They mock Trump, but Democrats have strange way of expressing belief that America is already great.
Democrats routinely mock Donald Trump’s campaign slogan, “Make America Great Again,” arguing the nation already is great. But Democrats have some funny ways of expressing that supposed belief.
A Gallup poll released Friday on the eve of America’s birthday indicates that only 45 percent of Democrats — compared with 68 percent of Republicans — are “extremely proud” to be American. The Democratic percentage is down 20 points since 2003 and 8 points below the pre-9/11 mark in 2001. The Republican percentage is up 4 points since 2001.
The percentage of Democrats who are “extremely proud” to be American is down 20 points since 2003 and 8 points below the pre-9/11 mark in 2001. The Republican percentage is up 4 points since 2001.
Among self-described liberals, the patriotism numbers are even worse: Just 36 percent profess themselves proud to be American. Cynical millennials, who overwhelmingly lean Democrat, come in even lower at 34 percent.
Who is it again that thinks America is already great?
Oh, that’s right, Hillary Clinton. The presumptive Democratic nominee has repeatedly hit Trump for his campaign vow. After winning the Democratic primary in South Carolina in February, she said: “Despite what you hear, we don’t need to make America great again. America has never stopped being great.”
Of course, Clinton felt differently in 2007, the first time she ran for president. In the publication Foreign Affairs, she talked of the need to “regain our authority” in the world.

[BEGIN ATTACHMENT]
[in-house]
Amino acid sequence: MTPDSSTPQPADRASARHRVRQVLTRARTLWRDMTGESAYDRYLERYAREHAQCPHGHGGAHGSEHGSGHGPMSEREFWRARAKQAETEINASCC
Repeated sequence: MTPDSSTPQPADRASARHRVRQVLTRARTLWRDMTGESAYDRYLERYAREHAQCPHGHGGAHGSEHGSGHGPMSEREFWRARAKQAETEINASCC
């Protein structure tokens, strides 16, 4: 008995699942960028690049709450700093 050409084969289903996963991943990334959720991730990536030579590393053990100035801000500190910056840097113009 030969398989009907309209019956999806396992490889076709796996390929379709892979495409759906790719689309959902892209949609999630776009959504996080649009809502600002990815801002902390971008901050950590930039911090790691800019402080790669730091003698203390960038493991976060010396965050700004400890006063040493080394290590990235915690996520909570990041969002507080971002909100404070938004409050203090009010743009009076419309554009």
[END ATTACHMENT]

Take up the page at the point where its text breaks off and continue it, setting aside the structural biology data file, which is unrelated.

“If we can live up to that idea, if we can exercise our power wisely and well, we can make America great again,” she wrote.
This week, Clinton surrogate Elizabeth Warren mocked Trump’s “goofy” hats with the “Make America Great Again” slogan. But then the Democratic senator from Massachusetts undercut the argument of America’s current greatness by reeling off a laundry list of complaints.
“But when Donald Trump says, ‘Great,’ I ask, ‘Great for who, exactly?’” she said during a campaign appearance with Clinton. “For millions of kids struggling to pay for an education? For millions of seniors barely surviving on Social Security? For families that don’t fly to Scotland to play golf?”
The personal finance site WalletHub recently calculated patriotism using data like military service, rates of volunteerism, voter participation rates, and Peace Corps service. The result? Red states on average were more patriotic than blue states.
Pew Research Center released a report this week examining Americans’ attitudes about their fellow countrymen. Democrats more closely resemble Europeans in their assessment of Americans on a range of issues.
Half of Democrats surveyed agreed Americans are violent, compared with 29 percent of Republicans, a 21-point gap. Democrats were also more likely (by a 15-point margin) to think Americans are greedy, arrogant (12-point gap), and intolerant (12-point gap).
So Democrats are more likely than Republicans to not be extremely proud of their country and to think their fellow citizens are violent, greedy, arrogant, and intolerant — yet Trump is off base for pledging to make America great again?
OK, got it.
At least with President Obama in charge for the last seven-plus years, Democrats think things are getting better, right?
Well, not quite. According to a Reuters-IPSOS poll released Thursday, 48 percent of Democrats believe the nation is on the wrong track, compared with 37 percent who think it is going in the right direction.
If the Clinton campaign wants to push the narrative that America is already great, it might want to alert Democratic Party primary voters like Krystal Lake. The 22-year-old Home Deport worker became a social media sensation in May when she wore a hat stating, “America Was Never Great.”
The Bernie Sanders supporter told the Staten Island Advance: “The point of the hat was to say America needs changing and improvement.”
Lake will almost certainly not vote for Trump, but that is pretty much exactly the New York billionaire’s pitch to voters.